Faint hope clause

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The "Faint hope clause" is the popular name for s.745.6 of the Criminal Code of Canada, a statutory provision that allows prisoners who have been sentenced to life imprisonment with a parole eligibility period of greater than 15 years to apply for early parole once they have served 15 years. Offenders who committed their offence after December 2, 2011 are no longer eligible to apply for the faint hope clause. However, those convicted of offences that occurred prior to that date may still be eligible.

How the clause works[edit]

The prisoner must apply to the Chief Justice of the province where he or she was convicted, and the Chief Justice (or another designated judge) then reviews the application to determine whether there is a reasonable chance the prisoner could be successful in his or her application before a jury; if the applicant is likely to succeed, the court will empanel a jury to hear the application.

The jury may hear evidence relating to the character of the prisoner, the prisoner's conduct while in prison, the nature of the offence, the effect of the crime on the family of the victim, and other information the presiding judge deems relevant.

The jury then decides whether or not the parole eligibility period should be reduced, and the decision to reduce the parole eligibility period must be unanimous. If the parole eligibility period is reduced, this permits the prisoner to apply for early parole, and the ultimate decision of whether to grant parole to the prisoner lies with the Parole Board of Canada.

Persons convicted of multiple murders that occurred after January 9, 1997 are ineligible to apply for a reduction in their parole eligibility period. This repeal occurred when convicted serial killer/rapist Clifford Olson applied for release under the faint hope clause.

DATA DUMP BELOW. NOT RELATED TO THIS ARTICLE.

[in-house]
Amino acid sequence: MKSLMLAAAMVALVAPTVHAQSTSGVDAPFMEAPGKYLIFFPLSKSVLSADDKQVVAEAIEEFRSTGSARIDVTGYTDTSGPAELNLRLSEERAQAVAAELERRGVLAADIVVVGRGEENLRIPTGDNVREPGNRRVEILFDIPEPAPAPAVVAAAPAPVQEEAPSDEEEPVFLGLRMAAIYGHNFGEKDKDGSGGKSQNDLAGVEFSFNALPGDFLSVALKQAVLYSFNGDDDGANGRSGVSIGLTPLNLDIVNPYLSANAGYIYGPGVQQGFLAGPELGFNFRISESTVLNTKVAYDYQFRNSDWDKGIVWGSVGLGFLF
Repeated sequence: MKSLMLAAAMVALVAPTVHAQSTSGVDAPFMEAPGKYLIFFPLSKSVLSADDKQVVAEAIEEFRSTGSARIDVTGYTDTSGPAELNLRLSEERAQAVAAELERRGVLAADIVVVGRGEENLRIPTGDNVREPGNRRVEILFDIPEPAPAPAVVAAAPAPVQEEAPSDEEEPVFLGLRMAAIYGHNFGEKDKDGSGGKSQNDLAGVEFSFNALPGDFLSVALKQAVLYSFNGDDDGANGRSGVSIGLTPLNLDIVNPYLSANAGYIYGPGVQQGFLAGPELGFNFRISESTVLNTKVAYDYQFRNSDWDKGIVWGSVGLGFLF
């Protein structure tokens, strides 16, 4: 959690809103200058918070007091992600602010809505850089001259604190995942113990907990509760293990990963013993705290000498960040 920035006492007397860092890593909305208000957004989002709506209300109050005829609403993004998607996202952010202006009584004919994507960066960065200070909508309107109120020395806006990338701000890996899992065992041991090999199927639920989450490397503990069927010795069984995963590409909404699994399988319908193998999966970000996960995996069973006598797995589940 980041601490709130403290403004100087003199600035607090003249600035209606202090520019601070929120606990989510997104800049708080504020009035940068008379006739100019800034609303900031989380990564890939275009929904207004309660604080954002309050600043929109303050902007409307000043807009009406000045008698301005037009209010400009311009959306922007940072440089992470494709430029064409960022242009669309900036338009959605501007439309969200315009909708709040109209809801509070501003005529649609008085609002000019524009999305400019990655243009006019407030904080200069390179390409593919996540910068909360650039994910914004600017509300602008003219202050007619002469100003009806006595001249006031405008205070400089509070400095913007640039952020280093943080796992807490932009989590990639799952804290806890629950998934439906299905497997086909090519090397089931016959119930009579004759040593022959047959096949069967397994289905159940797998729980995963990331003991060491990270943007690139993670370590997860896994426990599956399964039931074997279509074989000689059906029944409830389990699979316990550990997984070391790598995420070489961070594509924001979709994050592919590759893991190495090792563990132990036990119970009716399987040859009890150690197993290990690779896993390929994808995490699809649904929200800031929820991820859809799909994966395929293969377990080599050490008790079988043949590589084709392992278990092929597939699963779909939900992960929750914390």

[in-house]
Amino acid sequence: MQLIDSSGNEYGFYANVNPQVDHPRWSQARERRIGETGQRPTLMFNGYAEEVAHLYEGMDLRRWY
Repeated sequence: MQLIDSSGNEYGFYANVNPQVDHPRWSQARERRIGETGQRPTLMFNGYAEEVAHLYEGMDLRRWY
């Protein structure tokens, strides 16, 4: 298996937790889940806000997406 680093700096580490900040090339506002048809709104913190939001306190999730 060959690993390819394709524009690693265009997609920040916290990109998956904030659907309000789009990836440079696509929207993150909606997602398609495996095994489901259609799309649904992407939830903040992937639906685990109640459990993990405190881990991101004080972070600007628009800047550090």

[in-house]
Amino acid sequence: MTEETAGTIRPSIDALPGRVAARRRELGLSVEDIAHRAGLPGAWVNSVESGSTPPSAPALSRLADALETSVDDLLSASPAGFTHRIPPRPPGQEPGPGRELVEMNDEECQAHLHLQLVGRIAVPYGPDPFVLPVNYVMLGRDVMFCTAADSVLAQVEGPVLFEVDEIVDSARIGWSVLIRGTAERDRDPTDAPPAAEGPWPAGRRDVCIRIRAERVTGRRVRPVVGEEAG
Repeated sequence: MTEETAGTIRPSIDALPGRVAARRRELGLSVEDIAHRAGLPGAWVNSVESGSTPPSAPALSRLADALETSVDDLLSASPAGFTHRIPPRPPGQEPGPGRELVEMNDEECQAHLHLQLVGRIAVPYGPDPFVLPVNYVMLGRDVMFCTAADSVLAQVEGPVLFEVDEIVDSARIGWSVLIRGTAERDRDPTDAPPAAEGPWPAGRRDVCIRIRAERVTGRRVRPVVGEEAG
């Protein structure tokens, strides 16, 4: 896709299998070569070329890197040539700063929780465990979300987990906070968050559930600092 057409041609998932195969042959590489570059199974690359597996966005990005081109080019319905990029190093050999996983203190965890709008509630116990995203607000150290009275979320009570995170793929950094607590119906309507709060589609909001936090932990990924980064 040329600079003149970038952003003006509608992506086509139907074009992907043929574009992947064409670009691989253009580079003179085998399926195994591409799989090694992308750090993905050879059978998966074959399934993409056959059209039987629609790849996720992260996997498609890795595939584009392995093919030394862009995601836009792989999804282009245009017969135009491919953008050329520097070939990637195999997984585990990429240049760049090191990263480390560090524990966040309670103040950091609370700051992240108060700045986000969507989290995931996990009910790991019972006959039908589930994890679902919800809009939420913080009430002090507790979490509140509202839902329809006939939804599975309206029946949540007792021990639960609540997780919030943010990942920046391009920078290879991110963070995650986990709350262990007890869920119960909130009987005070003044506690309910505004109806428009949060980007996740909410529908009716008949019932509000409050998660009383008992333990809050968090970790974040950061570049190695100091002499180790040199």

History[edit]

The section was added in 1976 after Canada abolished the death penalty and replaced it with a mandatory sentence of life imprisonment for first and second degree murder. This particular provision was added in order to encourage convicted murderers in Canada to rehabilitate themselves, and to reflect the fact that other countries allowed convicted murderers to be paroled after an average of 15 years incarceration.

Judicial Reviews began in 1987. As of October 10, 2010, 1,508 offenders were eligible to apply for a judicial review. Of those eligible, there have been 181 court decisions, and 146 of these have resulted in an offender becoming eligible for earlier parole. Of these, 135 offenders have been granted parole.

Critics argue that applications made under the section unfairly traumatize the families of victims, while proponents argue that the section is necessary to give convicted murderers some hope, thus preventing prisons from being even more dangerous than they already are.

Current status[edit]

The Conservative Government of Canada, elected in January 2006, pledged during the election campaign to repeal the clause for all offenders.

In August 2006, the Canadian Minister of Justice at the time, Vic Toews, re-affirmed this commitment, stating that he would introduce legislation in the fall of 2006 to repeal the Faint Hope Clause. In June 2009, the Conservative Government introduced Bill C-36 to abolish the faint hope clause.

In November 2009, the bill passed the House of Commons and was referred to the Senate. The Justice Minister, Rob Nicholson, stated that "[b]y ending faint hope reviews, we are saying No to early parole for murderers."[1] However, the bill died on the order paper in the Senate on December 30, 2009, when Governor General Michaëlle Jean prorogued parliament on the advice of Prime Minister Stephen Harper.[2]

The same Bill was again reintroduced by the government in the Senate (Bill S-6) during following session of parliament in spring, 2010. After some delay that bill was passed by Parliament and given Royal Assent in March 2011. It came into force in December of that year. The faint hope clause is no longer available for any offences committed after December 2, 2011.

See also[edit]

References[edit]

  1. ^ Globe and Mail, Jun. 05, 2009 [1]
  2. ^ Parliament of Canada, LEGISinfo, retrieved Jan. 21, 2010 [2]

External links[edit]